There will be

- A logic-group activity
- Pairing to work on the lab tasks. For this lab, you’ll likely want to join with a second pair; four minds are better than two for some tasks!
- TAs pulling aside students to explain their code.

The goal of this lab is to practice debugging techniques. To that end we have a program which we have intentionally seeded with various kinds of common bugs. You’ll sleuth them out and fix them.

As a reminder, debugging typically works as follows:

Determine that there is a problem, typically by identifying a set of inputs that creates the wrong result.

Discover where in the code the wrong behavior is introduced. A general guide to doing this is

Add

`print`

statements to help determine what is happeningInclude enough information to know if what is happening is what should happen, such as

- putting a
`print`

inside a control construct (`if`

,`while`

, or`for`

) to see if you getting inside the control construct the expected number of times - printing the value of variables to see if they are what you expect
- printing part of a subsequent expression to see if its parts are correct. For example, if
`fun[fun.index('keen') + 1] < 'nifty'`

is doing the wrong thing, you might print`fun.index('keen')`

to see if it is a sensible value.

- putting a
Narrow in on where the problem happened, using a variant of “binary search”:

- print before anything goes wrong and after you know something is wrong
- print something about halfway between the other two prints
- if the new print suggests things are working, you only need look after it; or if broken, you only need to look before it; either way, you’ve cut the region where the problem may have occurred in half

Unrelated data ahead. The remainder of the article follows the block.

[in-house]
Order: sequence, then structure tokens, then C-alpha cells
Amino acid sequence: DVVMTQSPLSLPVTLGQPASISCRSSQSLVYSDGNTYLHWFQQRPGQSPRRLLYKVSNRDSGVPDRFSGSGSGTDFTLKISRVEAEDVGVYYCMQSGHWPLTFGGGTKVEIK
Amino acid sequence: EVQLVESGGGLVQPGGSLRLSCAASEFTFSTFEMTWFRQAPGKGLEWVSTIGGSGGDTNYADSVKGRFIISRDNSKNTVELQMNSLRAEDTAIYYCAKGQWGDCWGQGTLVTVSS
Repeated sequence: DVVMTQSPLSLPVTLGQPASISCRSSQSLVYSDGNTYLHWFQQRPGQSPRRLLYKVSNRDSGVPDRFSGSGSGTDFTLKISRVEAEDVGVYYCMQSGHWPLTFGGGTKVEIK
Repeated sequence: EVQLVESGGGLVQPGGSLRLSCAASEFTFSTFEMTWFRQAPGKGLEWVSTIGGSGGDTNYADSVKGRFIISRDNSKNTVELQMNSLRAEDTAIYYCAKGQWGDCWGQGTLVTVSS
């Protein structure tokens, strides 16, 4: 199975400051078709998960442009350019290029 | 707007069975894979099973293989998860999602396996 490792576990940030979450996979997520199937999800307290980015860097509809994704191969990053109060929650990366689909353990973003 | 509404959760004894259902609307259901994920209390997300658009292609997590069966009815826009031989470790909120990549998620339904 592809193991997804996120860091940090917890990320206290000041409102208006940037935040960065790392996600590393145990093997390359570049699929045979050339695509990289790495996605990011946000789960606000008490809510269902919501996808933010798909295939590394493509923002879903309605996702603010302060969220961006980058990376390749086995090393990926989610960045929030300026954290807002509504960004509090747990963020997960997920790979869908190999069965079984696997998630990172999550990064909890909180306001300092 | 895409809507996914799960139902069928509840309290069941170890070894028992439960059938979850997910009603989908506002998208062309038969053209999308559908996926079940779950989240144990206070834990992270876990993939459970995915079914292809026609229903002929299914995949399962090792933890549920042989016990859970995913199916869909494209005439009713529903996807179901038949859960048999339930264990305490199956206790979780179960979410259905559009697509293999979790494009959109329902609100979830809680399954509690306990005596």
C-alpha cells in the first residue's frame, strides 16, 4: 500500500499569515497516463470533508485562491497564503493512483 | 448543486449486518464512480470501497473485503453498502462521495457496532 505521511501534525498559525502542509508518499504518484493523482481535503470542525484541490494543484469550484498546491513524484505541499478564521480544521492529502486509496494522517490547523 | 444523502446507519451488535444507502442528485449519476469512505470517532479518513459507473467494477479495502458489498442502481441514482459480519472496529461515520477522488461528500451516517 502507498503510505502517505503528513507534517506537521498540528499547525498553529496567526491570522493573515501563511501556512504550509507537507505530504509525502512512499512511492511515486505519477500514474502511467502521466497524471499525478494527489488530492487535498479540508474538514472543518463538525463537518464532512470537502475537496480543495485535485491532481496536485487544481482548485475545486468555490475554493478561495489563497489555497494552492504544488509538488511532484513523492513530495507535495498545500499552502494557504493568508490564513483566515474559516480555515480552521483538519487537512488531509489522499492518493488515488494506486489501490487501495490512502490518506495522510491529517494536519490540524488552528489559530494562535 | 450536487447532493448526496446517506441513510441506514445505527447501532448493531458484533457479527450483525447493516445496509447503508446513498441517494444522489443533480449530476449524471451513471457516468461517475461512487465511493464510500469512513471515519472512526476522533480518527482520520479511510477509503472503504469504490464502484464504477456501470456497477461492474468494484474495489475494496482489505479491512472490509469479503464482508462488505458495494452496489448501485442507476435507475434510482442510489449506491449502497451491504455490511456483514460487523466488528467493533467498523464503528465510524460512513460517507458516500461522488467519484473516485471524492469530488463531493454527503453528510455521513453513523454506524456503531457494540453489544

- repeat steps 2 and 3, narrowing the region where the problem must have occurred in half again and again until you locate the problem

Once you find the source of the problem, fix it.

In this lab we provide a broken implementation of one variant of Nim, a game defined as

Assume you have a large pile of marbles. Two players alternate taking marbles from the pile. In each move, a player is allowed to take between 1 and half of the total marbles. So, for instance, if there are 64 marbles in the pile, any number between and including 1 and 32 is a legal move. Whichever player takes the last marble loses.

The optimal strategy is to always take enough marbles so that the remaining pile is one less than a power of two. That optimal strategy is what the code you are given is trying to do. On any turn in which it cannot play that strategy (because doing so requires taking an illegal number of marbles), it will take one marble instead.

For example, the computer is supposed to play as follows:

`The Game of Nim The number of marbles in the pile:`

`7`

Who will start? (p or c):`c`

The computer sees a pile with 7 marbles. It wants to take enough marbles so that the remainder is one less than a power of 2. 7 is already one less than a power of 2 (2